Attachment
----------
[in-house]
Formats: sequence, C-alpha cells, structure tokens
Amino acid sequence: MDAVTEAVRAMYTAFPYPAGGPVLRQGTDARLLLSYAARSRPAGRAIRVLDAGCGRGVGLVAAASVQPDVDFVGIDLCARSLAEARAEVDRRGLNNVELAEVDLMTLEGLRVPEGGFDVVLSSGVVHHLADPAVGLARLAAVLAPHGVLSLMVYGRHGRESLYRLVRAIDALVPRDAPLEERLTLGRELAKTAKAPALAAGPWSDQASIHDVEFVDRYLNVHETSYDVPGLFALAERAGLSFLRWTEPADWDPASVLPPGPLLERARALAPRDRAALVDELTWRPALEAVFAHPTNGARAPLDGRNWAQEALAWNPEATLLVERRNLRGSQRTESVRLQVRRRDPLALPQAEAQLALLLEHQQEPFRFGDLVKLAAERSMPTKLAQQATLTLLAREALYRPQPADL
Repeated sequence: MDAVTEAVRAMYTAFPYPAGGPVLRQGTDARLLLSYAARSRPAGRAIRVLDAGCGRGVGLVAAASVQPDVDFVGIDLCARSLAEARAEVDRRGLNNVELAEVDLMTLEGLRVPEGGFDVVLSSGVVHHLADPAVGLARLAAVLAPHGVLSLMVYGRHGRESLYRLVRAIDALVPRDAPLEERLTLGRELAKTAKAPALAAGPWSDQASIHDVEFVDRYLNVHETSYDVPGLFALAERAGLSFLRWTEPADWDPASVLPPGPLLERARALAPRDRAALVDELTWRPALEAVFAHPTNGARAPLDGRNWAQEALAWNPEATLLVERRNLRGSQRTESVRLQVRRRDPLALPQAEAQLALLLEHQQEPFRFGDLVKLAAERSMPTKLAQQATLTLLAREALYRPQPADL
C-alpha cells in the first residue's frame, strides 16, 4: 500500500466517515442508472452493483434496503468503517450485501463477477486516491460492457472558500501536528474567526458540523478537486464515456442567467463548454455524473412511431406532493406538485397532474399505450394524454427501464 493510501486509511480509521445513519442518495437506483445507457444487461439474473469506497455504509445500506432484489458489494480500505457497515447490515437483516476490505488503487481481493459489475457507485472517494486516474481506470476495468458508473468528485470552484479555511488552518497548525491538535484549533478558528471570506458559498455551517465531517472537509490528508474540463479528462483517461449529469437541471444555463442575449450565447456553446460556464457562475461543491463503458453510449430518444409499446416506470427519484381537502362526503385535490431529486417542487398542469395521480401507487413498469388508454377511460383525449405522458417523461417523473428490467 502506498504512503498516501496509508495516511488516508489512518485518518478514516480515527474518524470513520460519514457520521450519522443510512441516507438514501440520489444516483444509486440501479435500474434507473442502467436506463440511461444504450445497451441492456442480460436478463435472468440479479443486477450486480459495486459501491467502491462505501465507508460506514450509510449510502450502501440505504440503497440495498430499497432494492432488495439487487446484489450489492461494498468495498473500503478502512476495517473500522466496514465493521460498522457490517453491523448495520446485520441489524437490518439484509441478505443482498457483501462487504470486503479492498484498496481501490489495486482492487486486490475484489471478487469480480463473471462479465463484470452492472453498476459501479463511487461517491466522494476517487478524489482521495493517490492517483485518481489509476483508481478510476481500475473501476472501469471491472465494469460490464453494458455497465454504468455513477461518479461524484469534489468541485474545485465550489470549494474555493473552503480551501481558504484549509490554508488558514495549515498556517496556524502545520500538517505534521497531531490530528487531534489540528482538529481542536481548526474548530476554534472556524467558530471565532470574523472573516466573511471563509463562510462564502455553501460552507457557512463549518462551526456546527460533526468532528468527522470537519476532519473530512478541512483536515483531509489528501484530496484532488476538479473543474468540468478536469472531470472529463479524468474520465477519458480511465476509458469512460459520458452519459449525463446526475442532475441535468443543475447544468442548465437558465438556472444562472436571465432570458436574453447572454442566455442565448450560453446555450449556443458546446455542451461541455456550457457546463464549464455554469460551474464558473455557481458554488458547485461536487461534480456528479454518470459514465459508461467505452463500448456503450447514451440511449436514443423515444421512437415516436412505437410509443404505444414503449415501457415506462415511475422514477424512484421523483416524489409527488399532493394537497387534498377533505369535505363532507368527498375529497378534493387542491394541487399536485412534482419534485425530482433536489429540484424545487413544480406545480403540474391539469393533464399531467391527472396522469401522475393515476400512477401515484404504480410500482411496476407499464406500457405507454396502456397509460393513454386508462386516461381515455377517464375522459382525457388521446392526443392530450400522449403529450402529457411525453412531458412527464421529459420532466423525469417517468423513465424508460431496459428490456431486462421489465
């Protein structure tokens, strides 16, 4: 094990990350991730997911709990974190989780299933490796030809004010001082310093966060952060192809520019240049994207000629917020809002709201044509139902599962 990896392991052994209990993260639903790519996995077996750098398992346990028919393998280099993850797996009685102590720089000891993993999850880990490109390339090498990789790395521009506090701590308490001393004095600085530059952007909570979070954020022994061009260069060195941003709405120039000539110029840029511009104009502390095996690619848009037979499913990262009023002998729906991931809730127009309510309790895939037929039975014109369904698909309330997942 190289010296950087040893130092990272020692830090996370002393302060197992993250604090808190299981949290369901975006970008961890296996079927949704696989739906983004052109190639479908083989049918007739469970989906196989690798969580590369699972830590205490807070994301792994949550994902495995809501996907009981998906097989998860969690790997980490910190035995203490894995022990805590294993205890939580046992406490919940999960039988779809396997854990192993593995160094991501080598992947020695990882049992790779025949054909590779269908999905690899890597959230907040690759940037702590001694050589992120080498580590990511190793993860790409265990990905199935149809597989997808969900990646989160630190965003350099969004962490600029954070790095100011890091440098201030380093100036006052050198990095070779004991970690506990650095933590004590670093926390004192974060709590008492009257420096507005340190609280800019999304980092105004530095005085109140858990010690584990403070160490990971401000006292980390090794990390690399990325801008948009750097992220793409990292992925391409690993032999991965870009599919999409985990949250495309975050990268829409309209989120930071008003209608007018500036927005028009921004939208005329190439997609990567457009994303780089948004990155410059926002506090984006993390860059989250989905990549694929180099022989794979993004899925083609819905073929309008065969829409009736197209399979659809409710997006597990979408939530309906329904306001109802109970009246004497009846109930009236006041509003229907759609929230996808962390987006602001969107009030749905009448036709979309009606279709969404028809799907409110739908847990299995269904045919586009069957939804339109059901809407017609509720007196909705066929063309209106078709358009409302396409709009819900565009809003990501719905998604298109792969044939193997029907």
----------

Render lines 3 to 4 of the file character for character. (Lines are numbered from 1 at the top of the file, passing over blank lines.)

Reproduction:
Amino acid sequence: MDAVTEAVRAMYTAFPYPAGGPVLRQGTDARLLLSYAARSRPAGRAIRVLDAGCGRGVGLVAAASVQPDVDFVGIDLCARSLAEARAEVDRRGLNNVELAEVDLMTLEGLRVPEGGFDVVLSSGVVHHLADPAVGLARLAAVLAPHGVLSLMVYGRHGRESLYRLVRAIDALVPRDAPLEERLTLGRELAKTAKAPALAAGPWSDQASIHDVEFVDRYLNVHETSYDVPGLFALAERAGLSFLRWTEPADWDPASVLPPGPLLERARALAPRDRAALVDELTWRPALEAVFAHPTNGARAPLDGRNWAQEALAWNPEATLLVERRNLRGSQRTESVRLQVRRRDPLALPQAEAQLALLLEHQQEPFRFGDLVKLAAERSMPTKLAQQATLTLLAREALYRPQPADL
Repeated sequence: MDAVTEAVRAMYTAFPYPAGGPVLRQGTDARLLLSYAARSRPAGRAIRVLDAGCGRGVGLVAAASVQPDVDFVGIDLCARSLAEARAEVDRRGLNNVELAEVDLMTLEGLRVPEGGFDVVLSSGVVHHLADPAVGLARLAAVLAPHGVLSLMVYGRHGRESLYRLVRAIDALVPRDAPLEERLTLGRELAKTAKAPALAAGPWSDQASIHDVEFVDRYLNVHETSYDVPGLFALAERAGLSFLRWTEPADWDPASVLPPGPLLERARALAPRDRAALVDELTWRPALEAVFAHPTNGARAPLDGRNWAQEALAWNPEATLLVERRNLRGSQRTESVRLQVRRRDPLALPQAEAQLALLLEHQQEPFRFGDLVKLAAERSMPTKLAQQATLTLLAREALYRPQPADL